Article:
(Updated) Former Town Building Commissioner Resigns
(UPDATED at end of article.)
In March 2023 Marblehead Beacon published an article about the town’s Building Commissioner – John Albright – operating in that role since 2021 despite never completing the requisite testing, nor even registering to take the necessary exams. After 17 months on the job, his request for a further extension was denied by the overseeing authority – The Massachusetts Department of Public Safety’s Building Official Certification Committee.
As a result, Albright was moved into what Town Administrator Thatcher Kezer described as a “half-time hours” role as superintendent of public buildings, working with the assistance of other department heads until a replacement could be found. In the meantime, Marblehead Building Inspector Bob Ives – who also works as Swampscott’s building inspector – has been serving in the role of interim building commissioner. It is unclear if Ives will take on the permanent commissioner role, as a job opening has been posted. Marblehead Beacon reached out to Ives for comment but as of publication time had not heard back. (Ives reached out to Marblehead Beacon shortly after publications and the update may be seen below).
Earlier this week Marblehead Beacon learned that Albright had submitted a letter of resignation, with his last day scheduled for this Friday, July 28. We reached out to Albright for comment but as of publication time had not heard back.
During Albright’s tenure as building commissioner, an incident occurred in which a town custodian – Ed Medeiros – was exposed to asbestos, resulting in a Department of Labor Standards investigation, as well as union involvement. Marblehead Beacon broke that story in June 2022.
Arbitration on this case was ultimately denied for reasons that referenced the “meaning, interpretation, or application” of the relevant collective bargaining agreement. In the arbitrator’s decision, however, she noted that “at the time of these events, the Town had no protocols or procedures for asbestos, nor did it train its employees and managers – including those in the Building Department, which is charged with permitting and inspecting construction in Marblehead – in the identification and cleanup of asbestos.” The report went on to add, “That is surprising, to say the least. While it is true that the grievance is not arbitrable, the Union’s vigorous advocacy in the earlier steps of the grievance procedure has accomplished the beneficial purpose of bringing these deficiencies to the Town’s attention.”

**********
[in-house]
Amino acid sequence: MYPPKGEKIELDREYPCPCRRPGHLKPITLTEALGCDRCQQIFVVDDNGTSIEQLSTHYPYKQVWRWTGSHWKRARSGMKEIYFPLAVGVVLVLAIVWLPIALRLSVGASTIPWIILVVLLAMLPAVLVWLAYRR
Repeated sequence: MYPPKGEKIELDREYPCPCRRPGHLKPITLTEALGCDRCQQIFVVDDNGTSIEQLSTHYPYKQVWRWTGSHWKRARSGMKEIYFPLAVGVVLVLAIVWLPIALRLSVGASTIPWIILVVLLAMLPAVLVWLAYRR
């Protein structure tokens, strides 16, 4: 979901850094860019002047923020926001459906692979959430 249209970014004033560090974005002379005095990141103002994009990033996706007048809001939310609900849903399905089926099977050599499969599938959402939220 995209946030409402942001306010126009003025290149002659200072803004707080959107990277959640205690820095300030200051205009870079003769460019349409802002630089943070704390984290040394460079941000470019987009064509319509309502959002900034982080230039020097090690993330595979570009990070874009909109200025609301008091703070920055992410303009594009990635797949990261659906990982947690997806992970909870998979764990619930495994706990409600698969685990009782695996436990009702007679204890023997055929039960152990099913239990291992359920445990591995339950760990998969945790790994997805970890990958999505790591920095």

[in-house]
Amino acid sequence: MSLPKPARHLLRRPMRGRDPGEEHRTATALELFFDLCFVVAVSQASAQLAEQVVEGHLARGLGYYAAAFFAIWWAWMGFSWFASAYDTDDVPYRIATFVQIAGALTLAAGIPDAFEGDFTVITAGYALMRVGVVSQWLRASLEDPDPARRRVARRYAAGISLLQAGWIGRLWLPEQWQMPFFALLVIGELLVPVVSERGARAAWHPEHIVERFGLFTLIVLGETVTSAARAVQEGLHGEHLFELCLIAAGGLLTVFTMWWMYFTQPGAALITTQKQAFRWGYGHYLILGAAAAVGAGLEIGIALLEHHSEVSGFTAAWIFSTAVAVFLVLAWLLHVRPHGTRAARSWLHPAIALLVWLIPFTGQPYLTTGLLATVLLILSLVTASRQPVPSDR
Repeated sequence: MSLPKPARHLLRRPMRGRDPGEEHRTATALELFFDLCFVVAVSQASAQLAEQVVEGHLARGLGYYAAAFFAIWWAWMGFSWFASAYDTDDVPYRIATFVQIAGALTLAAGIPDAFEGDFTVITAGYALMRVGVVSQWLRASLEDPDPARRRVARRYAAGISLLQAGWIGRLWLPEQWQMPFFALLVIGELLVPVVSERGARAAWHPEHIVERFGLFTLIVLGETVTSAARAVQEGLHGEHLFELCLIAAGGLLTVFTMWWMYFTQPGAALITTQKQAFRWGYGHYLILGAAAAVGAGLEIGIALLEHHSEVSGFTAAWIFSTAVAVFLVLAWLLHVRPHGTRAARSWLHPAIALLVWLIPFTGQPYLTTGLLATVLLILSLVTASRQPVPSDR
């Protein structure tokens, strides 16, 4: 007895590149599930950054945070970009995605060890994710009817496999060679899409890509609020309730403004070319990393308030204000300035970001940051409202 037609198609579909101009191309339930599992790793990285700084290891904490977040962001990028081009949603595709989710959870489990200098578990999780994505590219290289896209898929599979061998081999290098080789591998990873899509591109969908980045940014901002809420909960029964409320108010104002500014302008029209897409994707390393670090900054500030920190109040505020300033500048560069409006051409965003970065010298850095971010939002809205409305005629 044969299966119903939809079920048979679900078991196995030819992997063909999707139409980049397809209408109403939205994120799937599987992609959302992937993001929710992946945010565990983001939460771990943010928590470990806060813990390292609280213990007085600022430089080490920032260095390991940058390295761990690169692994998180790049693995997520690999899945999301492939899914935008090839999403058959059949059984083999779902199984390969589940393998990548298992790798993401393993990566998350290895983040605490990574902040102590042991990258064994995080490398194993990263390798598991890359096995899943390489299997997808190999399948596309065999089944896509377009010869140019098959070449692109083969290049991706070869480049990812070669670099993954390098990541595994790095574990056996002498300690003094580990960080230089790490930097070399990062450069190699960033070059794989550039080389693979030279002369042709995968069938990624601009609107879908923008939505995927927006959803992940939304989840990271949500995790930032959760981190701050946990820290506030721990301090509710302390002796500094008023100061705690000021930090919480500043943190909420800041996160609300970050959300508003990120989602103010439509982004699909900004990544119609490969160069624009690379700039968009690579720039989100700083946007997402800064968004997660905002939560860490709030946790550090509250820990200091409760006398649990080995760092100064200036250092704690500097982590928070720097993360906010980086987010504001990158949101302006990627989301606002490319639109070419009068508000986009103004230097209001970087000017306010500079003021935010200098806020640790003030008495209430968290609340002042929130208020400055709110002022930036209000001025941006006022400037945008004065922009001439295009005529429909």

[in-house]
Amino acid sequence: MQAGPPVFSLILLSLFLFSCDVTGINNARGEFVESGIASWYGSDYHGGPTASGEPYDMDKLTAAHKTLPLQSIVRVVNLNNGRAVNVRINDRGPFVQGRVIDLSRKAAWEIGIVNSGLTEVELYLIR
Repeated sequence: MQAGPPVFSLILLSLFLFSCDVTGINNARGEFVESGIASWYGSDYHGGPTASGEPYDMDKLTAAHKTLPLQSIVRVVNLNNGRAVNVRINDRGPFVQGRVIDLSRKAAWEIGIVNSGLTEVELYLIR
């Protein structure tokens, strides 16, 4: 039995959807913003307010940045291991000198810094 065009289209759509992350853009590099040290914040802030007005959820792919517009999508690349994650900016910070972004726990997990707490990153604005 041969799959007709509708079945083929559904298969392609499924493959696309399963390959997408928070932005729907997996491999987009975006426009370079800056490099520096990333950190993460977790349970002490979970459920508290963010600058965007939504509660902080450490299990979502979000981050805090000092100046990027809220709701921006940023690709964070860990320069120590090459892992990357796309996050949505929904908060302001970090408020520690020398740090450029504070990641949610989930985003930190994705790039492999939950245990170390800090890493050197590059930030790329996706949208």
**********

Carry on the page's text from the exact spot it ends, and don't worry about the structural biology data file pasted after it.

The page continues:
A hearing with the Massachusetts Department of Labor Relations on the incident is expected to take place sometime this fall, according to the President of the Marblehead Municipal Employees’ Union, Terri Tauro. She communicated with Marblehead Beacon about Albright’s resignation, stating, “I am pleased that Mr. Albright will not have the opportunity to put my members in danger any longer.”
UPDATE 1:58 p.m.
After publication of our original article above, Interim Building Commissioner Bob Ives contacted Marblehead Beacon. “Mr. Albright did a great job,” he said. “Not everyone agreed about that, but that is always the case.” Asked about Albright not having completed the three requisite building commissioner examinations in the 17-plus months on the job, Ives said, “I can’t speak to that.”
Ives noted that he and others – including full-time Building Inspector Benjamin Lebowitz – have continued to focus on the zoning and inspectional services. Lebowitz is the newest member of the Building Department, and is “great, very knowledgeable and a really good fit,” according to Ives. Everyone working in this part of the Department, Ives shared, has kept the permitting process from becoming backlogged.
Other matters, such as “important issues like painting, roof work, and deferred maintenance of town buildings“ were in Albright’s domain once he was removed from his building commissioner job and placed into the role of superintendent of public buildings, said Ives. Such issues require knowledge of public bidding rules and other relevant procedures.
Ives has not thrown his hat in the ring again for the job of building commissioner. He actually retired from public service in 2016, he told Marblehead Beacon, but was brought back on a limited basis. Because of Commonwealth of Massachusetts rules associated with retirement, Ives has a cap on the number of hours he is permitted to work and amount he is able to receive. Accordingly, he said, the Town of Marblehead is aware that he will not be able to stay with the town much longer. In the meantime, he splits his time between Marblehead and the Town of Swampscott – where he works part-time as a building inspector. While he envisions the work expected of Marblehead’s building commissioner as something that could at some point be divided into two roles (one for permit-related matters and one for the upkeep of municipal buildings), for now, he said he is “optimistic that Marblehead will find someone” for the open job of building commissioner.